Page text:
• Greg Landry

Top 10 Homeschooling Mistakes

Updated: Jul 11, 2019

© Greg Landry 2019. For permission to reprint in blogs, newsletters, web sites, etc. please contact Greg Landry.

Through 20+ years of working with thousands of homeschooling families, teaching 4th-12th grade homeschooled students, and teaching university pre-med students who were homeschooled, I have unique insight into what we're doing right and what we need to work on as homeschoolers.

This article is particularly geared toward college-bound students but much of it would apply to all students.  Since science is my area of expertise, the article is also slanted toward students interested in science.

The Big 10:

1. Not doing enough testing and not doing timed tests.


2. Schooling year round or schooling too far into the summer. Students need to know that they can work hard for a prescribed period of time and then have a complete break from classes for a while. I believe it's actually counterproductive to school year round or with very little break.


3. Being squeamish on the science of Creation. Science is on our side - God created it. We need to boldly teach our students all the ways that science and the world around us support biblical creation.


4. Not starting to prepare for college early by beginning to take the ACT in 8th grade, along with other preparations. In these first years the student is taking it for practice not for the score.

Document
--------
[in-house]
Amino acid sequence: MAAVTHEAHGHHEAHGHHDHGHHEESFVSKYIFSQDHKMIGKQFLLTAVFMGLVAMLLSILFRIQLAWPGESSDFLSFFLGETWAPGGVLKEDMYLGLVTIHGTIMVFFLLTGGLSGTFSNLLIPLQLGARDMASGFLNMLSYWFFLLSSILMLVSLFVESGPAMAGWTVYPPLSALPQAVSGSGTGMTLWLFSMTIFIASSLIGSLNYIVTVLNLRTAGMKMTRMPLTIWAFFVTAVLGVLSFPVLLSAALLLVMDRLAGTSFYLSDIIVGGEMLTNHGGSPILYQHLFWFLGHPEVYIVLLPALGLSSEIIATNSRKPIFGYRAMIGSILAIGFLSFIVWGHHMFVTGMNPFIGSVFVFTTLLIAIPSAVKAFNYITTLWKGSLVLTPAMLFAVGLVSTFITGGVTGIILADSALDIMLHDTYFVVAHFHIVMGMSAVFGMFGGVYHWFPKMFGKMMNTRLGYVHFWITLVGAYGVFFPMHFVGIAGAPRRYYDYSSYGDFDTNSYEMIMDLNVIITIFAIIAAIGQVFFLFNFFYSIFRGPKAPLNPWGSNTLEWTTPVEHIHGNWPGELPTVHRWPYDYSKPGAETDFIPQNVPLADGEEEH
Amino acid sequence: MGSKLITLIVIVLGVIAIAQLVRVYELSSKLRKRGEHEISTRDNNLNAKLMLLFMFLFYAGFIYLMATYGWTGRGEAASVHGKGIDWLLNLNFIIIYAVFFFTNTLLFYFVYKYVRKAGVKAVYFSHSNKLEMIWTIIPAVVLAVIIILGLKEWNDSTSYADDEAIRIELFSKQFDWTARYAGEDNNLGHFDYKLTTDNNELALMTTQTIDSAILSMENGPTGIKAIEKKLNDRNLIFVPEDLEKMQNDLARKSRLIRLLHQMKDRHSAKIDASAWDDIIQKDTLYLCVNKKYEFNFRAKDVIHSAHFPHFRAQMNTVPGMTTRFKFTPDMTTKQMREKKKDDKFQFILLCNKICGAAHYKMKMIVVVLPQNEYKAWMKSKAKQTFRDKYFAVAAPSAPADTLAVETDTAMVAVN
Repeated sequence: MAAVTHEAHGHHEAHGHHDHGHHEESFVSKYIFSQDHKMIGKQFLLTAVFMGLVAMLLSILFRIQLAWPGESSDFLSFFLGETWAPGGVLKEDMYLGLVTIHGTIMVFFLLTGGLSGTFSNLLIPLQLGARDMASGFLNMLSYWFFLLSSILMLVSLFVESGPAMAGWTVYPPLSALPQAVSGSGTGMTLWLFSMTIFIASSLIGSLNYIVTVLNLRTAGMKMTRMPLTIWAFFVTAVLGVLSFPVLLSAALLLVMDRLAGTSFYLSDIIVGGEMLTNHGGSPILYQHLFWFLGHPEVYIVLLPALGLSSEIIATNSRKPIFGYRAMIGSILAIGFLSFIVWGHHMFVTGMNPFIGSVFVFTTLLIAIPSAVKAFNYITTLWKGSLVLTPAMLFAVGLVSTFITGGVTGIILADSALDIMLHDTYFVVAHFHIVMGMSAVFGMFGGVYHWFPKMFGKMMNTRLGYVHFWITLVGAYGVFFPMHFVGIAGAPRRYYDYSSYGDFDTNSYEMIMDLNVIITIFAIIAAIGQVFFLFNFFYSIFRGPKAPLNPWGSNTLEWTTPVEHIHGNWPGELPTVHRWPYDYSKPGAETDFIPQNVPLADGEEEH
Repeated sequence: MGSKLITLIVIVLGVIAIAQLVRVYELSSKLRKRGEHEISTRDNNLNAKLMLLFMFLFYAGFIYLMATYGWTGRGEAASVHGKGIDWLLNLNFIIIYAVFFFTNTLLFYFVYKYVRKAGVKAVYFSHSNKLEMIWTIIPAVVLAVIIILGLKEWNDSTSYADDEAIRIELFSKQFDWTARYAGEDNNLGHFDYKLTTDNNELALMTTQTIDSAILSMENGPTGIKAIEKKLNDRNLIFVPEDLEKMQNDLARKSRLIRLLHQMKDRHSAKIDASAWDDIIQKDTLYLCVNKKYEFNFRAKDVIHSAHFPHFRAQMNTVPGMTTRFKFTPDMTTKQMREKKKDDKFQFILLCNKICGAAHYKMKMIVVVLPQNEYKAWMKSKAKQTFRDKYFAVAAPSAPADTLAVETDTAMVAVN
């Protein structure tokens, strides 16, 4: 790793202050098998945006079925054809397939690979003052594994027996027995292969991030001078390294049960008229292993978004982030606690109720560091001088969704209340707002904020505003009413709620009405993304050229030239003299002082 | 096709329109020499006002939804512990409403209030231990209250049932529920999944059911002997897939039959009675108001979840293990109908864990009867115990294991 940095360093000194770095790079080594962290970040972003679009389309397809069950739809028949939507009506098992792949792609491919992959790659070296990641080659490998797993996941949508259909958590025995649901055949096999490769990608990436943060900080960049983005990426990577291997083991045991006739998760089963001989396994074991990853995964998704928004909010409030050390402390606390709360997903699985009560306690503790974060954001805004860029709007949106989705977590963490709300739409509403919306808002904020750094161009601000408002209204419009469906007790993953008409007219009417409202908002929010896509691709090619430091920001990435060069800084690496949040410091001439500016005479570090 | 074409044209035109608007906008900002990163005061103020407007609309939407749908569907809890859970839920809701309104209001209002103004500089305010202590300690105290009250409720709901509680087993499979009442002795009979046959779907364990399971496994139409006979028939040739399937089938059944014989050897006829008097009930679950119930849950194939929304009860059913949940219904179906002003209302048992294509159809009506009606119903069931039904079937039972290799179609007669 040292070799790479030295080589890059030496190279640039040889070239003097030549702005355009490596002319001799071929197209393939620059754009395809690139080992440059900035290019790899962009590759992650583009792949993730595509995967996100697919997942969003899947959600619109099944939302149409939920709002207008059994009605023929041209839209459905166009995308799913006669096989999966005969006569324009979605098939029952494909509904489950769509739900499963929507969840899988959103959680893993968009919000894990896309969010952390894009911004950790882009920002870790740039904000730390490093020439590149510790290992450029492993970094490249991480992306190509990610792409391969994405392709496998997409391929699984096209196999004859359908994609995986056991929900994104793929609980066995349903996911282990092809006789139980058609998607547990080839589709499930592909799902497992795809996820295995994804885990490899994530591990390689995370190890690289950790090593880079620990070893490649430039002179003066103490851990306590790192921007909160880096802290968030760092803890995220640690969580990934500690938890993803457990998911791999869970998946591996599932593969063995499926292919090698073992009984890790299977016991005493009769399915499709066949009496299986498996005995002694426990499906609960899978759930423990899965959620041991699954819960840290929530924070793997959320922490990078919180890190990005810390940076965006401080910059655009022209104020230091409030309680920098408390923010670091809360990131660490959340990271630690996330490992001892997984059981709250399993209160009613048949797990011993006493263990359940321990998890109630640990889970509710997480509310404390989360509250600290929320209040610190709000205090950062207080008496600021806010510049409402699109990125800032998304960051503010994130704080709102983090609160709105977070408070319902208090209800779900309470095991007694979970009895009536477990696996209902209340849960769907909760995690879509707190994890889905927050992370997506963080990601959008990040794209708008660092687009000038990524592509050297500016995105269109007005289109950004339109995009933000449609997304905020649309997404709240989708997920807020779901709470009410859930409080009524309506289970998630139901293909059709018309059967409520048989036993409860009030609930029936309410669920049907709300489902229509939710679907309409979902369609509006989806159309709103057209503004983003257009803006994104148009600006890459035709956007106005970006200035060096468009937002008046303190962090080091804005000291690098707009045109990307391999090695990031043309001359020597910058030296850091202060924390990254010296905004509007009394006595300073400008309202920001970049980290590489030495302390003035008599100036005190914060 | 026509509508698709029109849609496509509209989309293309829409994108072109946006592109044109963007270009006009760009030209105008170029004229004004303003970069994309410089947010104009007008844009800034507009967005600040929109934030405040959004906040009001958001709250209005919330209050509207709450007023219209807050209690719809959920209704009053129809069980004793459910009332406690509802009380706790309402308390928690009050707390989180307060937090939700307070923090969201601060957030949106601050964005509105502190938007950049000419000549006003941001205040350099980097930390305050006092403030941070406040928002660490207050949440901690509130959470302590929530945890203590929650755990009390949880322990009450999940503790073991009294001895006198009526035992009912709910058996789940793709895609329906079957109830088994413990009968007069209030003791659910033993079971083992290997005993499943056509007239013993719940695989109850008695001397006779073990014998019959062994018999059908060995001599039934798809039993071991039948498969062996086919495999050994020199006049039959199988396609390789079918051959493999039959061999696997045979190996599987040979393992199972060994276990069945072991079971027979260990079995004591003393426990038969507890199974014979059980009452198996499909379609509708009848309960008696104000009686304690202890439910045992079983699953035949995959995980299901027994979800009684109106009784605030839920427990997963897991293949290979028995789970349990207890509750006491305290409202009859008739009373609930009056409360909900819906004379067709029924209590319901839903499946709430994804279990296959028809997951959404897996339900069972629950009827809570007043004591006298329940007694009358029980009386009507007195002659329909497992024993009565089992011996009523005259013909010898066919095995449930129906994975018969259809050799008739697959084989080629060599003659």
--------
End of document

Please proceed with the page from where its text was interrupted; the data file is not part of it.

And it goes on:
5. Not starting serious high school sciences early enough.. especially if a student may be a college science major. Critical decisions should be made going into 8th grade.


6. For younger students, call the sciences what they are (chemistry, physics, biology, anatomy & physiology) rather than "physical science" and "general science" and teach them that way. This makes high school science more familiar and far less intimidating.


7. Not giving students a structured academic environment early. Beginning in 6th or 7th grade, provide a structured academic environment for students that includes deadlines that have to be met. Inability to meet deadlines is a critical deficiency in most homeschooled students.


8. Not looking for colleges early - most families end up doing this in a last minute frantic rush - not good for many reasons.


9. Not allowing students to take some of their classes as "outside" classes in the middle and high school years. Students need to begin the process of taking classes from others / being accountable to other teachers as they prepare for college. Homeschooled students need experience in meeting real deadlines.


10. Losing our focus - all we do should glorify God. Press on!